## Perl Weekly Challenge 257: Reduced Row Echelon

These are some answers to the Week 257, Task 2, of the Perl Weekly Challenge organized by Mohammad S. Anwar.

Warning: I wrote the program below and this blog post from an hospital bed in a heart intensive care unit. I think my mind is clear, but there may very well be a better way to solve the task. Also, I do not have the energy to port this Raku program to other languages, nor to provide lengthy explanations.

## Task 2: Reduced Row Echelon

Given a matrix M, check whether the matrix is in reduced row echelon form.

A matrix must have the following properties to be in reduced row echelon form:

``````1. If a row does not consist entirely of zeros, then the first
nonzero number in the row is a 1. We call this the leading 1.
2. If there are any rows that consist entirely of zeros, then
they are grouped together at the bottom of the matrix.
3. In any two successive rows that do not consist entirely of zeros,
the leading 1 in the lower row occurs farther to the right than
the leading 1 in the higher row.
4. Each column that contains a leading 1 has zeros everywhere else
in that column.
``````

For example:

``````[
[1,0,0,1],
[0,1,0,2],
[0,0,1,3]
]
``````

The above matrix is in reduced row echelon form since the first nonzero number in each row is a 1, leading 1s in each successive row are farther to the right, and above and below each leading 1 there are only zeros.

Example 1

``````Input: \$M = [
[1, 1, 0],
[0, 1, 0],
[0, 0, 0]
]
Output: 0
``````

Example 2

``````Input: \$M = [
[0, 1,-2, 0, 1],
[0, 0, 0, 1, 3],
[0, 0, 0, 0, 0],
[0, 0, 0, 0, 0]
]
Output: 1
``````

Example 3

``````Input: \$M = [
[1, 0, 0, 4],
[0, 1, 0, 7],
[0, 0, 1,-1]
]
Output: 1
``````

Example 4

``````Input: \$M = [
[0, 1,-2, 0, 1],
[0, 0, 0, 0, 0],
[0, 0, 0, 1, 3],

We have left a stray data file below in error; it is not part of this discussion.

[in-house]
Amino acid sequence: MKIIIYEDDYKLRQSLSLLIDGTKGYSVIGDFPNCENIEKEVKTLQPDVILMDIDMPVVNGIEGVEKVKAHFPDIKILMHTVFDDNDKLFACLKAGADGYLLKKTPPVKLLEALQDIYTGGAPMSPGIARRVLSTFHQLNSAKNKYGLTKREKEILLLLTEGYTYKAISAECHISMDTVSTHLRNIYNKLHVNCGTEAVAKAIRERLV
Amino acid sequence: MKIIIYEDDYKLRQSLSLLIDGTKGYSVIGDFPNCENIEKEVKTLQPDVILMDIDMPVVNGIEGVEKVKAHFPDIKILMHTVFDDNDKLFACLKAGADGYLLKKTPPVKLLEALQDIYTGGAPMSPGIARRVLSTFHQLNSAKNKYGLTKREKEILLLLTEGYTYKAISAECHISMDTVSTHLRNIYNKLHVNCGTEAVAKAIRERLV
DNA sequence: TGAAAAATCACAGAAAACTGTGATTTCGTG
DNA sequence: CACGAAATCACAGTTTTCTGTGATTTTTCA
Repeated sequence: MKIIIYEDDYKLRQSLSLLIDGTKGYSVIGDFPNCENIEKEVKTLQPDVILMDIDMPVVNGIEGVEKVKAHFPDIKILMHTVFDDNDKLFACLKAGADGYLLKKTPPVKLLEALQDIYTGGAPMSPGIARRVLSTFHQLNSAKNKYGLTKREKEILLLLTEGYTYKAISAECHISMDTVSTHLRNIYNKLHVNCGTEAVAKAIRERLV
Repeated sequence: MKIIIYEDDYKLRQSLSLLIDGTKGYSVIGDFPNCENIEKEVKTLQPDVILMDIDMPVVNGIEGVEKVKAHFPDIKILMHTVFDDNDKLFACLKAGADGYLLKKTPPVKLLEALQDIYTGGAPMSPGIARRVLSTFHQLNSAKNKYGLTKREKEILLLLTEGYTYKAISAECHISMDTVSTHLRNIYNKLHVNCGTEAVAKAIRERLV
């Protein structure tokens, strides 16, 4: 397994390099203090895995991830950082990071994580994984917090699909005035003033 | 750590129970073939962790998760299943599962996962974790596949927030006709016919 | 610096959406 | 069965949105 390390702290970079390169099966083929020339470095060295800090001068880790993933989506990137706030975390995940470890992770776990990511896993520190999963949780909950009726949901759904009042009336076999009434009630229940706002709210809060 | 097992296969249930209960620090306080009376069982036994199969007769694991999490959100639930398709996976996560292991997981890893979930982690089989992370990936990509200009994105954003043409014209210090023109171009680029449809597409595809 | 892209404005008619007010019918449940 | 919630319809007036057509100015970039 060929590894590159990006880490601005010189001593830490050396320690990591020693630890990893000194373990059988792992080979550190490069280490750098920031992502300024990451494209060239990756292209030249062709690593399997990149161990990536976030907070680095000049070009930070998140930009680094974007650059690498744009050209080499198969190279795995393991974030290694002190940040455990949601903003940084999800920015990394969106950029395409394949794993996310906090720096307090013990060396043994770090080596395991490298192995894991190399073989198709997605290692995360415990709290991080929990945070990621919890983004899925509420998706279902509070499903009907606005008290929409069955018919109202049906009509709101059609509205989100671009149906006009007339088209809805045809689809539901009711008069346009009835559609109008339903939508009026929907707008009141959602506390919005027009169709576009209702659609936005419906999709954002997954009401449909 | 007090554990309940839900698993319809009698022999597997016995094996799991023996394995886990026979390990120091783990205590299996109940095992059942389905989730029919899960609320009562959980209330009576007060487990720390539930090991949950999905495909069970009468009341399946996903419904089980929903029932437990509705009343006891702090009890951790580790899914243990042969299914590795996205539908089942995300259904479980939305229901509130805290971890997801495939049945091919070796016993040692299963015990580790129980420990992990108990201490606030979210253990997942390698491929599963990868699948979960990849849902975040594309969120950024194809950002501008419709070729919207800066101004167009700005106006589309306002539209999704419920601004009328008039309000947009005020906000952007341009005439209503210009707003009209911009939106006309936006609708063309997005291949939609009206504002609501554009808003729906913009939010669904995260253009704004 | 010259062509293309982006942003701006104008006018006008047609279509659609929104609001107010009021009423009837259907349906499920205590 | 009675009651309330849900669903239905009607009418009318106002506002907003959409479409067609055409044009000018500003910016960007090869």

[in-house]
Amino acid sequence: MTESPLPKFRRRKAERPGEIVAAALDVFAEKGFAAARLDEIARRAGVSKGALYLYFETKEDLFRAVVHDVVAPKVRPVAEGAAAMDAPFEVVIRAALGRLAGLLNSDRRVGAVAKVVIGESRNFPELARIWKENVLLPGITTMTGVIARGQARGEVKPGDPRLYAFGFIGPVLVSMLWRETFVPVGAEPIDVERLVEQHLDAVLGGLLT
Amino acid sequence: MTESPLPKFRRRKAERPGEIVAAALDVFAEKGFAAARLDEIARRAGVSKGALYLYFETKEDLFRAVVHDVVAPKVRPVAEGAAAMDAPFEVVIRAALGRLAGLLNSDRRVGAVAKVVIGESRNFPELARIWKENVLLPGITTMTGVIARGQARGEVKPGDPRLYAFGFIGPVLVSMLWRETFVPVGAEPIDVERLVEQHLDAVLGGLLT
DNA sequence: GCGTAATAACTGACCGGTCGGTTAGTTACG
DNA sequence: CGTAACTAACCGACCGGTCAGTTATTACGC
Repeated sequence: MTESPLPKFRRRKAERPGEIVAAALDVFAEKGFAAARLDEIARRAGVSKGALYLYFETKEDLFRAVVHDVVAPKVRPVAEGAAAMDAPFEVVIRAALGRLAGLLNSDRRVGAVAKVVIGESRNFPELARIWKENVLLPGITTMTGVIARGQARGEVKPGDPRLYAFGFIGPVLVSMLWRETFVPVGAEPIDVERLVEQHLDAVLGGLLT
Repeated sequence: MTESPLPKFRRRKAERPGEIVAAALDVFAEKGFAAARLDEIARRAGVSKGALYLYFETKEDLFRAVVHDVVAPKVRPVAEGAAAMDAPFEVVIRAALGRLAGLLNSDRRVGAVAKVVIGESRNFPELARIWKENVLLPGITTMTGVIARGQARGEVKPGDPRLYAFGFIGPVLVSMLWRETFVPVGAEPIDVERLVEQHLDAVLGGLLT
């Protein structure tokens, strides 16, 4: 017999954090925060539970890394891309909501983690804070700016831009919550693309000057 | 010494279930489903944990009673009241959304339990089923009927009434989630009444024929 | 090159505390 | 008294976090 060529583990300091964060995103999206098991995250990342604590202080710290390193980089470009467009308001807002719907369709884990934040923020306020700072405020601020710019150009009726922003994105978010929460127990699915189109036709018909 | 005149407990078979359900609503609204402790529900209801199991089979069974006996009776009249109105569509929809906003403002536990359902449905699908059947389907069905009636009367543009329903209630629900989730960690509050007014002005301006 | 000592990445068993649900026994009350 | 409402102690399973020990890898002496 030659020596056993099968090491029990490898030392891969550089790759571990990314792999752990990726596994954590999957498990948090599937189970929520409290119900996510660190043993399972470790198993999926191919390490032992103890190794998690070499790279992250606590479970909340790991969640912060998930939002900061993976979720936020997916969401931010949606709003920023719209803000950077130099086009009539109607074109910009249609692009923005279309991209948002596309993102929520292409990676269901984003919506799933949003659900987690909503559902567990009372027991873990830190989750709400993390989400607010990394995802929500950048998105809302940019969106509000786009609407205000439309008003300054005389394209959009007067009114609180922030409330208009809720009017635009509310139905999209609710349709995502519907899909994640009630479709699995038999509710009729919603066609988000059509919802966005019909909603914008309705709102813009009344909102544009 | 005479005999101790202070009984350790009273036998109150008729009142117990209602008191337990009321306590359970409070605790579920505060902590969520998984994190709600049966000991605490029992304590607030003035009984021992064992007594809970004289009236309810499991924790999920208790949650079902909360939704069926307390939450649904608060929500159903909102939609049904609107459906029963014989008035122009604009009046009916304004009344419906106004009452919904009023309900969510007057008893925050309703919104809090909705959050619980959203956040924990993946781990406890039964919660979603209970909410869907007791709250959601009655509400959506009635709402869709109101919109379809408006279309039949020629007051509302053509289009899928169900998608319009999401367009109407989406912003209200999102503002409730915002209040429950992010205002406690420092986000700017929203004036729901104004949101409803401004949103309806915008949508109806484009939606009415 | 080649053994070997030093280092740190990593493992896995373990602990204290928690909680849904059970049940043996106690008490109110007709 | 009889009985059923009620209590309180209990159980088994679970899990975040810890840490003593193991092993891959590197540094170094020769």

[0, 0, 0, 0, 0]
]
Output: 0
``````

Example 5

``````Input: \$M = [
[0, 1, 0],
[1, 0, 0],
[0, 0, 0]
]
Output: 0
``````

Example 6

``````Input: \$M = [
[4, 0, 0, 0],
[0, 1, 0, 7],
[0, 0, 1,-1]
]
Output: 0
``````

### Reduced Row Echelon in Raku

``````sub is-first-echelon (@mat) {
for 0..@mat.end -> \$i {
my @row = |@mat[\$i];
for 0..@row.end -> \$j {
next if @row[\$j] == 0;
if @row[\$j] == 1 {
last;
} else {
}
}
}
return False unless [<] grep { \$_ < Inf }, @leading; # rules 2 and 3
for 0..@mat.end -> \$k {
return False if @mat[\$k][\$i] != 0;
}
}
return True;
}

my @tests =
[ [1,0,0,1], [0,1,0,2], [0,0,1,3]],
[ [1, 1, 0], [0, 1, 0], [0, 0, 0]],
[ [0, 1,-2, 0, 1], [0, 0, 0, 1, 3], [0, 0, 0, 0, 0], [0, 0, 0, 0, 0]],
[ [1, 0, 0, 4], [0, 1, 0, 7], [0, 0, 1,-1]],
[ [0, 1,-2, 0, 1], [0, 0, 0, 0, 0], [0, 0, 0, 1, 3], [0, 0, 0, 0, 0]],
[ [0, 1, 0], [1, 0, 0], [0, 0, 0]],
[ [4, 0, 0, 0], [0, 1, 0, 7], [0, 0, 1,-1]];

for @tests -> @test {
printf "%-20s => ", "@test[0] ...";
say is-first-echelon @test;
}
``````

This program displays the following output:

``````\$ raku ./first-echelon.raku
1 0 0 1 ...          => True
1 1 0 ...            => False
0 1 -2 0 1 ...       => True
1 0 0 4 ...          => True
0 1 -2 0 1 ...       => False
0 1 0 ...            => False
4 0 0 0 ...          => False
``````

## Wrapping up

The next week Perl Weekly Challenge will start soon. If you want to participate in this challenge, please check https://perlweeklychallenge.org/ and make sure you answer the challenge before 23:59 BST (British summer time) on March 3, 2024. And, please, also spread the word about the Perl Weekly Challenge if you can.